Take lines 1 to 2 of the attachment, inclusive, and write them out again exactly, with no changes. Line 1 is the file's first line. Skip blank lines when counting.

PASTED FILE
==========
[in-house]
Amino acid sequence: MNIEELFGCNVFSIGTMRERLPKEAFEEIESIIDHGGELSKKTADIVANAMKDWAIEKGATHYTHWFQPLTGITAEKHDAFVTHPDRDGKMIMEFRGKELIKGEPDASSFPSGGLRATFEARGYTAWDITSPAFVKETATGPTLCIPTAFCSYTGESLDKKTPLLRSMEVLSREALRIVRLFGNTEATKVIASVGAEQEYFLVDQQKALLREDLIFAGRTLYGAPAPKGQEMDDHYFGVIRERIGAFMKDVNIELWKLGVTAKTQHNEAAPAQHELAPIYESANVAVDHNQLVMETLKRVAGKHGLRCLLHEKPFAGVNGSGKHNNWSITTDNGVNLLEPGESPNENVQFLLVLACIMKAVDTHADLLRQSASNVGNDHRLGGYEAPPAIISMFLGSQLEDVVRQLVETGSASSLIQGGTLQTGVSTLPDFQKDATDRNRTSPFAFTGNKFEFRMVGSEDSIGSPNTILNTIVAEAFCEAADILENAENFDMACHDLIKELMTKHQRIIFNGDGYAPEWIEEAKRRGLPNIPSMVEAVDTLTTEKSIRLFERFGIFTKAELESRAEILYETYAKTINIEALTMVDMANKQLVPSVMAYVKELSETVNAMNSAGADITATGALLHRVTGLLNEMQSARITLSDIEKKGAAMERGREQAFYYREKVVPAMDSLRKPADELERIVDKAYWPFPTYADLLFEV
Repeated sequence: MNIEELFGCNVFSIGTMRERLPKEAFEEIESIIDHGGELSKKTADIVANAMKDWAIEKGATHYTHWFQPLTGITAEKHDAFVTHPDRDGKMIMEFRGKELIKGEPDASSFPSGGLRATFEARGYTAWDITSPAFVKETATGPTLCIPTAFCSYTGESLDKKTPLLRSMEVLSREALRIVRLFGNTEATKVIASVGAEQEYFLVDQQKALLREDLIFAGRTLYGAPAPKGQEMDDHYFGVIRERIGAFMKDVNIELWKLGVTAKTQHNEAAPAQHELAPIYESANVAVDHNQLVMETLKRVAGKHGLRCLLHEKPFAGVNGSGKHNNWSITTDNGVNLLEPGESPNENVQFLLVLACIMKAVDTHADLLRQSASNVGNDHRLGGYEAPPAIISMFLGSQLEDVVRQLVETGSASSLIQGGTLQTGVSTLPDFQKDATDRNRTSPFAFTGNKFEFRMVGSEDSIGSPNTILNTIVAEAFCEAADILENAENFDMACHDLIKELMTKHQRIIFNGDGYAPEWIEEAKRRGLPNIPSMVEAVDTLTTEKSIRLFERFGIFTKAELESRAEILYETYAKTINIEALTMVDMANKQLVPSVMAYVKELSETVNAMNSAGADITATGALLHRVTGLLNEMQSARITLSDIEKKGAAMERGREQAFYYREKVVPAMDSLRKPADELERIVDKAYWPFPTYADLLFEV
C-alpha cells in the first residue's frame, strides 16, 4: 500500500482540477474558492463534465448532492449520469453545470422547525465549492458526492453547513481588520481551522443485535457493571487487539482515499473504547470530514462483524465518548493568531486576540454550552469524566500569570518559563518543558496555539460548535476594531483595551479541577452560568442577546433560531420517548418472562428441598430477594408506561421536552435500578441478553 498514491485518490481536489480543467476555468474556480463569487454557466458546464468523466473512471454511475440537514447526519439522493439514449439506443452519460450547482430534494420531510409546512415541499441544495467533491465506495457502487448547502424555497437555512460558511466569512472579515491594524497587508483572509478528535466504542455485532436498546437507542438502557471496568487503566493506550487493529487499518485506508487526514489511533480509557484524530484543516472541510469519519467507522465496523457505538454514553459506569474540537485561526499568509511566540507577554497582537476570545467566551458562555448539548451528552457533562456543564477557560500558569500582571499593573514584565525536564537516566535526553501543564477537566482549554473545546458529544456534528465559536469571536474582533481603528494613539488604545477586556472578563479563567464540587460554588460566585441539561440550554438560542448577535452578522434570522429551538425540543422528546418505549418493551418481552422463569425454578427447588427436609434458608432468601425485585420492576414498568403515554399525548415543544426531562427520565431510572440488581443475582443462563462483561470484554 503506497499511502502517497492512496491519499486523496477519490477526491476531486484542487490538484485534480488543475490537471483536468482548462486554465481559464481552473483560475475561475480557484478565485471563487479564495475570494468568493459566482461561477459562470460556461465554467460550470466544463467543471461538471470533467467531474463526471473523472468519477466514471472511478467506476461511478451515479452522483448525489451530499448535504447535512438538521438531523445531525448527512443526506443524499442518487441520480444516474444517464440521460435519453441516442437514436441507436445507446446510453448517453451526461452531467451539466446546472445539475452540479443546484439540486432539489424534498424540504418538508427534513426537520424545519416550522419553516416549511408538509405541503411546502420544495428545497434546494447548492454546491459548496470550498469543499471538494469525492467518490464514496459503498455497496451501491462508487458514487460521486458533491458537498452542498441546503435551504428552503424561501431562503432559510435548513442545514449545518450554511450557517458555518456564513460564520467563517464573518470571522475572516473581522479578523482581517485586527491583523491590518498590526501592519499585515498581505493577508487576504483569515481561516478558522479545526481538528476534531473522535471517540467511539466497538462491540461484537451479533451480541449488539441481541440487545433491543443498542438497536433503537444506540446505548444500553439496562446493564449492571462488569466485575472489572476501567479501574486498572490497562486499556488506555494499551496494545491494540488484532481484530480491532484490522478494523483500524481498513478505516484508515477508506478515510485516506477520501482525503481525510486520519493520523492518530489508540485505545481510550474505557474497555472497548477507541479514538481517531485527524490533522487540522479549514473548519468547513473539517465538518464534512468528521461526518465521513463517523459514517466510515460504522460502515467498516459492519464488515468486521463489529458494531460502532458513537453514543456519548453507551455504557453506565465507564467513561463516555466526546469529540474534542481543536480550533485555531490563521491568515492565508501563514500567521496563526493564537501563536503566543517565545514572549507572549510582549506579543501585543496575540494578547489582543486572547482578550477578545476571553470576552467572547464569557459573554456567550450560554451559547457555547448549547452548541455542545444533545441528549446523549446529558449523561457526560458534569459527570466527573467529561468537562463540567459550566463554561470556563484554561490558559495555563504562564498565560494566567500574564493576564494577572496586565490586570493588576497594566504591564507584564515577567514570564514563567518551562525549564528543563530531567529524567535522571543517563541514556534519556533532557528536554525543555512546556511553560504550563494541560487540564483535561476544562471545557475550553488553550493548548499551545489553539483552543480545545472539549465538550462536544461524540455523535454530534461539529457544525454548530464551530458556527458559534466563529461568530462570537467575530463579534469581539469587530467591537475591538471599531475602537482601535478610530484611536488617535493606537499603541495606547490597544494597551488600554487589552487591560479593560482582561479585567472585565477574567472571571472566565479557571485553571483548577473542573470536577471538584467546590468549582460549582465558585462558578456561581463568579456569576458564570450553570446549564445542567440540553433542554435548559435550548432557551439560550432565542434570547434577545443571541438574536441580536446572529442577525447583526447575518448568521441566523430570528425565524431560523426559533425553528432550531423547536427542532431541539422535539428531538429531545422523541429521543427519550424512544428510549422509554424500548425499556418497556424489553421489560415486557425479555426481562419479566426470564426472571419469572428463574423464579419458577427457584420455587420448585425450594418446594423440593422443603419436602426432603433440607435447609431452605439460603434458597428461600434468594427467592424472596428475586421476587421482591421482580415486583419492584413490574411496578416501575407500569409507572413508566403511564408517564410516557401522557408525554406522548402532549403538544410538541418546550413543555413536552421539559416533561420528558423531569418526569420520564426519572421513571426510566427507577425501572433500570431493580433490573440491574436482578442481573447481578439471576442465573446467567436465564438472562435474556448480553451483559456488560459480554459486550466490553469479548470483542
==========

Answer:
[in-house]
Amino acid sequence: MNIEELFGCNVFSIGTMRERLPKEAFEEIESIIDHGGELSKKTADIVANAMKDWAIEKGATHYTHWFQPLTGITAEKHDAFVTHPDRDGKMIMEFRGKELIKGEPDASSFPSGGLRATFEARGYTAWDITSPAFVKETATGPTLCIPTAFCSYTGESLDKKTPLLRSMEVLSREALRIVRLFGNTEATKVIASVGAEQEYFLVDQQKALLREDLIFAGRTLYGAPAPKGQEMDDHYFGVIRERIGAFMKDVNIELWKLGVTAKTQHNEAAPAQHELAPIYESANVAVDHNQLVMETLKRVAGKHGLRCLLHEKPFAGVNGSGKHNNWSITTDNGVNLLEPGESPNENVQFLLVLACIMKAVDTHADLLRQSASNVGNDHRLGGYEAPPAIISMFLGSQLEDVVRQLVETGSASSLIQGGTLQTGVSTLPDFQKDATDRNRTSPFAFTGNKFEFRMVGSEDSIGSPNTILNTIVAEAFCEAADILENAENFDMACHDLIKELMTKHQRIIFNGDGYAPEWIEEAKRRGLPNIPSMVEAVDTLTTEKSIRLFERFGIFTKAELESRAEILYETYAKTINIEALTMVDMANKQLVPSVMAYVKELSETVNAMNSAGADITATGALLHRVTGLLNEMQSARITLSDIEKKGAAMERGREQAFYYREKVVPAMDSLRKPADELERIVDKAYWPFPTYADLLFEV